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We started this series last year and have been working through it slowly but surely. Since then, our Top 10 have changed a bit as we have been to some really cool places.
Here’s what we have so far.
#10 – Easy to Overlook Cache, Tucson, AZ
#9 – Nuke on a Mountain Cache, Sundance, WY
#8 – The Caves of the Door Bluff Headlands Cache, Door County, WI
#7 – Spooky Tunnel Cache, Kuhntown, PA
#6 – Trolls Cache, Livingston, MT
#5 – Dragoon Springs Geocache, Dragoon, AZ
#4 – Civil War Entrenchments Cache, Snake Springs, PA
Trying to nail down the Top 10 is a moving target because as we travel around, we run into a lot of potential Top 10’s. To make the list, there has to be something extraordinary or unique about the geocache under consideration. It might be distance, difficulty, terrain, location, history or just the surroundings. Our #3 cache fell into several of these but made the list because of the totally unexpected level of difficulty and sense of satisfaction we got when we bagged it. From August 2008 – the Big Spring cache in Guttenberg, Iowa.
In August of 2008, Natasha and I were newly married and newly retired. We spent several days roaming around eastern Iowa at the Field of Dreams and the riverfront city of Dubuque. Then we headed north along the Mississippi River, ending up in Guttenberg, Iowa. Population – around 1900.
Guttenberg is nestled between the west bank of the Mississippi and the limestone cliffs that mark the beginning of the Great Plains. Settled by German immigrants in the 1840’s and 50’s, this small town retains much of its old world charm. Brick and stone buildings abound along tree-lined streets and a levee keeps the river at bay. We toured the town by geocaching. They were everywhere. We had lunch at a bistro overlooking Lock and Dam #10. Then we turned our attention to the Big Spring geocache.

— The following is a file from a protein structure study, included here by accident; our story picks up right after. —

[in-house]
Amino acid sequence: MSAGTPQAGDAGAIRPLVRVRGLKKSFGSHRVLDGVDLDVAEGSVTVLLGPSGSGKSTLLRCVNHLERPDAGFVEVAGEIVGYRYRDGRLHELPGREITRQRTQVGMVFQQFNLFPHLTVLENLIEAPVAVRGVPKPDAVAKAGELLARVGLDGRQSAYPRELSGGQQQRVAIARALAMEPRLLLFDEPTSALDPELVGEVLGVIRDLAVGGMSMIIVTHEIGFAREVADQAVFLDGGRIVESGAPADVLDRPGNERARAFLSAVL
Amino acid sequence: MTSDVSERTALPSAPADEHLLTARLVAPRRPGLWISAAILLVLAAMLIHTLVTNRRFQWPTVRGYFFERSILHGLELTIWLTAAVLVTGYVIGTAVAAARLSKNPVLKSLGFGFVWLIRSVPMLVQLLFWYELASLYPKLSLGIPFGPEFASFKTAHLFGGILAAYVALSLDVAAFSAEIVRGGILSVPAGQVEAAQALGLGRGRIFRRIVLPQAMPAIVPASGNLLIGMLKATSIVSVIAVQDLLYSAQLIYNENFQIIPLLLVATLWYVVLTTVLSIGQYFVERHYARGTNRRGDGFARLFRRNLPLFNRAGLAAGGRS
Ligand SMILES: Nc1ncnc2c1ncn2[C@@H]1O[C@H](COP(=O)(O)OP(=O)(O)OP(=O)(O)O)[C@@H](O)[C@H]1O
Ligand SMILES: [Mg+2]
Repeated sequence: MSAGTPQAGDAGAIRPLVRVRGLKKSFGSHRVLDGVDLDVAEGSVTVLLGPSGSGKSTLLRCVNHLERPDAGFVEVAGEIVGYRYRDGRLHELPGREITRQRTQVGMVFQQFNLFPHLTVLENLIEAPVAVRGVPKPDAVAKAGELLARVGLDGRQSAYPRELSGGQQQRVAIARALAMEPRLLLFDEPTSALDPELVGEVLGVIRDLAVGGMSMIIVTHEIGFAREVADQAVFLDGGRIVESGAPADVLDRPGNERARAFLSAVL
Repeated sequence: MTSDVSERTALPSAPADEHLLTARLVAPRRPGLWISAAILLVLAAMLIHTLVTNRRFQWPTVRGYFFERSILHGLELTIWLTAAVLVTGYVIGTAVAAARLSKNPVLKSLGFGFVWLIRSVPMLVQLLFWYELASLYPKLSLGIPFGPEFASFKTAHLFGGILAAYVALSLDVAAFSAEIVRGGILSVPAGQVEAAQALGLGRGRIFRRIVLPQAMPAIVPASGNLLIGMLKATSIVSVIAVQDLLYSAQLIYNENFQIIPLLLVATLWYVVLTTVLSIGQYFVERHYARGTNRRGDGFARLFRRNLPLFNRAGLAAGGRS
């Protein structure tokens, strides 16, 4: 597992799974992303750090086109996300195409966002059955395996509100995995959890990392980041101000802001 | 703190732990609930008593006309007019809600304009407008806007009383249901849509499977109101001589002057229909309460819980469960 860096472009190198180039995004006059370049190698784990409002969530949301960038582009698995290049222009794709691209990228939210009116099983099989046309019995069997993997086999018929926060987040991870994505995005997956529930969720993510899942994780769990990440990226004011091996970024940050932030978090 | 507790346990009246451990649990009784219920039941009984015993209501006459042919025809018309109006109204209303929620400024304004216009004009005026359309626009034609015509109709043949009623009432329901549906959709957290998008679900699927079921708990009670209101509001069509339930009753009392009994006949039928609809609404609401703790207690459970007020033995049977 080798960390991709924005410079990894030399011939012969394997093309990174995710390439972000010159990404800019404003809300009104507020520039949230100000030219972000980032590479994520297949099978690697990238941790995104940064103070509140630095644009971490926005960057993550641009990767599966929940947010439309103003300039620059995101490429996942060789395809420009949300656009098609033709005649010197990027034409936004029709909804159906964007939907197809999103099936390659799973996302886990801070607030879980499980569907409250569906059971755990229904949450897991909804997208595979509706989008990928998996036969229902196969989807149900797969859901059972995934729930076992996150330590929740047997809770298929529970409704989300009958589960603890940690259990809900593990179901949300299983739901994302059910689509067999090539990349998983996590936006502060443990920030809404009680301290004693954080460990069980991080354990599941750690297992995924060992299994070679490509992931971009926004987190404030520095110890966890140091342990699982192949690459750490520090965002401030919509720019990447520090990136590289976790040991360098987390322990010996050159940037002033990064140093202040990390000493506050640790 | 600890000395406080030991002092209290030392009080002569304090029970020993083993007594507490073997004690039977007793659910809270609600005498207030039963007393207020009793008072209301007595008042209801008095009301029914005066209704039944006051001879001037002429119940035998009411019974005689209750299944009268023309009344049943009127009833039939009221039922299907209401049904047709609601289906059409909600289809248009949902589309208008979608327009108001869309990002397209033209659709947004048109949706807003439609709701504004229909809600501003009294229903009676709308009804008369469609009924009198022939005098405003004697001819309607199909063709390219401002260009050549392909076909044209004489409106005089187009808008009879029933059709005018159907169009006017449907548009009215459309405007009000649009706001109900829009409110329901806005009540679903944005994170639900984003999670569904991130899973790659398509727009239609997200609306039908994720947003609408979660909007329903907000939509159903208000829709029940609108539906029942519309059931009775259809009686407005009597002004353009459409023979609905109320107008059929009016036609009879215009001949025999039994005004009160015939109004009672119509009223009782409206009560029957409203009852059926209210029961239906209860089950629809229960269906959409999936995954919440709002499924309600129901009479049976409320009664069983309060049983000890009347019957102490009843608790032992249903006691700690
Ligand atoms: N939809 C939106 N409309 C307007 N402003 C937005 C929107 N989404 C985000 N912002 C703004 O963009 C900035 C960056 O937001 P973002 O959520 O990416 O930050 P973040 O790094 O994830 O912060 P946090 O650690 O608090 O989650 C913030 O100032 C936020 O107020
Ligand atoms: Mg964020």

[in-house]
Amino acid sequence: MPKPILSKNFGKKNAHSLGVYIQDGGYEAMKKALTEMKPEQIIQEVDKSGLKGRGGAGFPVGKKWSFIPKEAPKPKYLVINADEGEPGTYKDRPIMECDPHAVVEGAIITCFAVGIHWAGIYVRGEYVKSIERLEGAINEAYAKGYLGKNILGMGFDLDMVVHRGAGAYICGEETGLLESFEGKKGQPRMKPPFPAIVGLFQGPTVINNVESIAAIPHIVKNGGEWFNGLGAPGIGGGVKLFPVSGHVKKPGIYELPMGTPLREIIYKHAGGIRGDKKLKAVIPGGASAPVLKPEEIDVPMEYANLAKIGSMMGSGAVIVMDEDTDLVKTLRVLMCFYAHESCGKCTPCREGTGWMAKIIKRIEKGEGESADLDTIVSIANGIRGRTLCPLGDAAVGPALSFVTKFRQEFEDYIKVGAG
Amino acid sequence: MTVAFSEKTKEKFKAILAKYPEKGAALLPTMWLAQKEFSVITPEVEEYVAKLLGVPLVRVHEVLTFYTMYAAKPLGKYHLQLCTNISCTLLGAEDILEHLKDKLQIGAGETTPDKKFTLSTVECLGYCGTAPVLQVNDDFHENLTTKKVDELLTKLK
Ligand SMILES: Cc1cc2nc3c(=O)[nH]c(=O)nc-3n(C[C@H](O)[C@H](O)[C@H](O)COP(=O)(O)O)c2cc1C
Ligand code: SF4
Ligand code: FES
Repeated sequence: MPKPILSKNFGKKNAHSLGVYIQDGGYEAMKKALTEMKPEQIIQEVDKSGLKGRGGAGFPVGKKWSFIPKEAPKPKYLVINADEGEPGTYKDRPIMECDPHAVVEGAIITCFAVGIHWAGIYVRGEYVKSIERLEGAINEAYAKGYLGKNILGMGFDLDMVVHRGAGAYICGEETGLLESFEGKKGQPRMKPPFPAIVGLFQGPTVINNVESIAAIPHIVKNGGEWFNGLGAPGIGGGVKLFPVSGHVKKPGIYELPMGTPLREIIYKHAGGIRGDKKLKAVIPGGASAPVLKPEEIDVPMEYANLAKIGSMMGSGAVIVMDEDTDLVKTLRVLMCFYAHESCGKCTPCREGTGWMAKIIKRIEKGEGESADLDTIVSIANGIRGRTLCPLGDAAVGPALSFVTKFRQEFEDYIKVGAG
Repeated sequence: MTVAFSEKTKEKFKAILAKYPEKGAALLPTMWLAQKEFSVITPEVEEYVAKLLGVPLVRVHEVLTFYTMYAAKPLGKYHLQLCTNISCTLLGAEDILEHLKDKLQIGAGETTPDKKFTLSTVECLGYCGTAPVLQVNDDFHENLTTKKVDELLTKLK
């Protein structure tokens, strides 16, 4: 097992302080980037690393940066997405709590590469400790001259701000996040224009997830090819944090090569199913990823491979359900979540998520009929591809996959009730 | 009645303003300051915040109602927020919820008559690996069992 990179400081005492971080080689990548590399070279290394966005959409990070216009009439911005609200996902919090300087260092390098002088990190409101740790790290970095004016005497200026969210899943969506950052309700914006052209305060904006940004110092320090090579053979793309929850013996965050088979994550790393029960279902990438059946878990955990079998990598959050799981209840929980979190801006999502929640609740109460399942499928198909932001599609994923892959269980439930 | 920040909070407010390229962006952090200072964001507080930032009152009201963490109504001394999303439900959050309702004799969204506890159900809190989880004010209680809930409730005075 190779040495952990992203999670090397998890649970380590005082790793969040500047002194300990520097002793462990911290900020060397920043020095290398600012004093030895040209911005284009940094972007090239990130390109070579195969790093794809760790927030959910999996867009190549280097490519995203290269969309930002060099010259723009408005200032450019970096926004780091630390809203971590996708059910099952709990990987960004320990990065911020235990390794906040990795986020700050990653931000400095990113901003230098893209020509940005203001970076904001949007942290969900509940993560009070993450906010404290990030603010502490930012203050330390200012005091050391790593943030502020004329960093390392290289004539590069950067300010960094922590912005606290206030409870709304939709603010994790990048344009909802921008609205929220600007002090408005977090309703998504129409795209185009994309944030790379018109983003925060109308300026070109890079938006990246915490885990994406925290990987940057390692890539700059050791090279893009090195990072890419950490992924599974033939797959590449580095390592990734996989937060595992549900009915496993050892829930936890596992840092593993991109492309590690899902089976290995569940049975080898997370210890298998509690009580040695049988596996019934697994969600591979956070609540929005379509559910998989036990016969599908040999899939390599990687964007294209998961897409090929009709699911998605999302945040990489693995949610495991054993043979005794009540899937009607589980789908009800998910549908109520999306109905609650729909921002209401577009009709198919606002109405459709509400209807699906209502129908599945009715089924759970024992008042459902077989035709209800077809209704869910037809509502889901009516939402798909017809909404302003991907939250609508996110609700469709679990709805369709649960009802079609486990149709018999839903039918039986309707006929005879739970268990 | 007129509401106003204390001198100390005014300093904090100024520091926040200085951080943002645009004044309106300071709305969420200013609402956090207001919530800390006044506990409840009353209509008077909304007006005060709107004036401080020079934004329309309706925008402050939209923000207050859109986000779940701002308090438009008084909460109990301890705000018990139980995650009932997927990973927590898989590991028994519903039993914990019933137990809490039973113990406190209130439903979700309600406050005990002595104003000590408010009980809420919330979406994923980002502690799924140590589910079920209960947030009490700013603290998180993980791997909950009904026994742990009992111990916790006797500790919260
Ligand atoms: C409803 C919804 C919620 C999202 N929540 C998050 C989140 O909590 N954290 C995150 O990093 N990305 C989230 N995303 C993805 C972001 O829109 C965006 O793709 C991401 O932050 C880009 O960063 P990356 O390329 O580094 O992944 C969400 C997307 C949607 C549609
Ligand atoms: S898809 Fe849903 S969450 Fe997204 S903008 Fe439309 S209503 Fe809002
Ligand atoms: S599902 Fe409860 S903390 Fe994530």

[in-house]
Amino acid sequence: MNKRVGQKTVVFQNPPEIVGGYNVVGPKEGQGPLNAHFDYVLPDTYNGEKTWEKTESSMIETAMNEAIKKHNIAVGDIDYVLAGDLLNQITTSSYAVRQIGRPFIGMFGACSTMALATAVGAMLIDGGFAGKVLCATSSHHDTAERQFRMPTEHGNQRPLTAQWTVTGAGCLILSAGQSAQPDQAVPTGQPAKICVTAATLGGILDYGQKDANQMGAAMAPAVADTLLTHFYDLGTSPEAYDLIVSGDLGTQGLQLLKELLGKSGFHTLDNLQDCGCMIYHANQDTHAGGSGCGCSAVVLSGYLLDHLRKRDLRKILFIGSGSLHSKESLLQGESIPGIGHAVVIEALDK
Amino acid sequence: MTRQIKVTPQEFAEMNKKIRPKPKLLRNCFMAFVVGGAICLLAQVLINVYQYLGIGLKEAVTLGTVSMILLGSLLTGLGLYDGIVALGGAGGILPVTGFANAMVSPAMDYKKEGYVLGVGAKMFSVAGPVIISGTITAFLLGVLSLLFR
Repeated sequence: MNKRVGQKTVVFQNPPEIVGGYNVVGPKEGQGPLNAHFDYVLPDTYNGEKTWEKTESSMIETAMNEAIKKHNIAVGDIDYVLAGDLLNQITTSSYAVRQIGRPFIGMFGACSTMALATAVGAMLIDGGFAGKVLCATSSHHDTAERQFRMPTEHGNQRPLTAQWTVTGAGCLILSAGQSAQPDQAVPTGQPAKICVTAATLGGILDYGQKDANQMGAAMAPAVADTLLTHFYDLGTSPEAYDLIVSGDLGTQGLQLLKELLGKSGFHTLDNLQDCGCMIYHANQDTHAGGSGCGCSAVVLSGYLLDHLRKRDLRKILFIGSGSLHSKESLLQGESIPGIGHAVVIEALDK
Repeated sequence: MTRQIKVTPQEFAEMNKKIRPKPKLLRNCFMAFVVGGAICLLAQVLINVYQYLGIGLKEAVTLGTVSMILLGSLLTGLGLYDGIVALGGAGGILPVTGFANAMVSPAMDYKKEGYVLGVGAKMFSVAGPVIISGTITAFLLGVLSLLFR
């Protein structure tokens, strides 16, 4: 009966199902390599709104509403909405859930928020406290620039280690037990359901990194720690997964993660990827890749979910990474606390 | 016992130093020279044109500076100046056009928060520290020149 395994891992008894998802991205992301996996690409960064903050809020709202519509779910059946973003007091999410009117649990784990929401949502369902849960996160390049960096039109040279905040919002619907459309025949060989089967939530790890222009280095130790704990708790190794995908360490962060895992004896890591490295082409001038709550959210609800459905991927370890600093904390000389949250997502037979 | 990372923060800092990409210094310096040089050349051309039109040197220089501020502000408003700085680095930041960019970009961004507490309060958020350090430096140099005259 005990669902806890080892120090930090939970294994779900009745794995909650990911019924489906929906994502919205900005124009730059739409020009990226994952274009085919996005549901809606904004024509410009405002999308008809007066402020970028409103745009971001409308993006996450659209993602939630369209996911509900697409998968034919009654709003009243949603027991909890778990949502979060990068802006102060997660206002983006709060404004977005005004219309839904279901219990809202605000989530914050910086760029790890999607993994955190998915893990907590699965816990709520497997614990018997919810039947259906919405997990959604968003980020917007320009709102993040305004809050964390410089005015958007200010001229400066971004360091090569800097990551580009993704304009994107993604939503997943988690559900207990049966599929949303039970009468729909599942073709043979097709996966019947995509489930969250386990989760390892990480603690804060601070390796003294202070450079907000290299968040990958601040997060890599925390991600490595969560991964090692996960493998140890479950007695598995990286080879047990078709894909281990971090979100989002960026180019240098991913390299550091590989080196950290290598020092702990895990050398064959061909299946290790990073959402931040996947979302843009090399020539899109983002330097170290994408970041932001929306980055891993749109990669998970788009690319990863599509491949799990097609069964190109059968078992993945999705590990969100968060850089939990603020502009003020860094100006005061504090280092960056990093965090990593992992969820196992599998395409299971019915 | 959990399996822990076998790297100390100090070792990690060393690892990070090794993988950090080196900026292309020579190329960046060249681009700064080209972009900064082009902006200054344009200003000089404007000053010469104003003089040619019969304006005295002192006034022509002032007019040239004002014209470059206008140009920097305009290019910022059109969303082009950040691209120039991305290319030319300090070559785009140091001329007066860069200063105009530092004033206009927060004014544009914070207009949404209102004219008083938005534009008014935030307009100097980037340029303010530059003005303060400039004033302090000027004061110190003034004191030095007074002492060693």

The cache was rated 4.5 out of 5 stars for both terrain and difficulty. That kind of rating is usually found deep in the mountains or some other inhospitable place. But Iowa? We figured no way. You could drive to within 1/4 mile of the hide. How hard could it be?
Here’s your 4.5 stars. Ground Zero is around the bend to the right at the top of the waterfall. The only way to get there is to climb up the falls. There are no hidden paths, no shortcuts, no geo-trails. The plant cover on either side hides steep limestone walls that are completely un-navigable. So it was up and over. But the best was yet to come.
The source of this waterfall is an artesian well that pours out of the limestone. It is pure, clear water that has flowed since the first living creatures showed up here. It used to be the town’s water source until they outgrew it.
Now comes the fun part. Somewhere up in that cavern where the spring flows out is our prize. After much slipping and sliding, we found it – an ammo can chained to a steel rod driven into the ground. The can was underwater. The concrete cistern on the left was part of the old waterworks for the town.
We signed the log and put it back. Thoroughly soaked and covered with mud from head to toe, we made our way back down the falls, using gravity to our advantage where possible. Back at the picnic pavilion where we started, we changed clothes and cleaned up the best we could. Then it was back home to St. Paul.
Between the two of us, we have almost 6,000 geocaches in 40 states. To this day, the Big Spring cache is the only double 4.5 star hide we’ve done. For that reason, it’s #3 on the hit parade.
I took the photos with a waterproof Kodak disposable camera that I used for canoeing and boating. Since we were going to be around the Big Muddy, I threw it in at the last minute. Good thing. The high speed DSLR wouldn’t have liked it.
The GPS location of the Big Spring cache is N42.809° W91.11142°. You can click on the hyperlinked coordinates for a Google map.
Cheers …. Boris and Natasha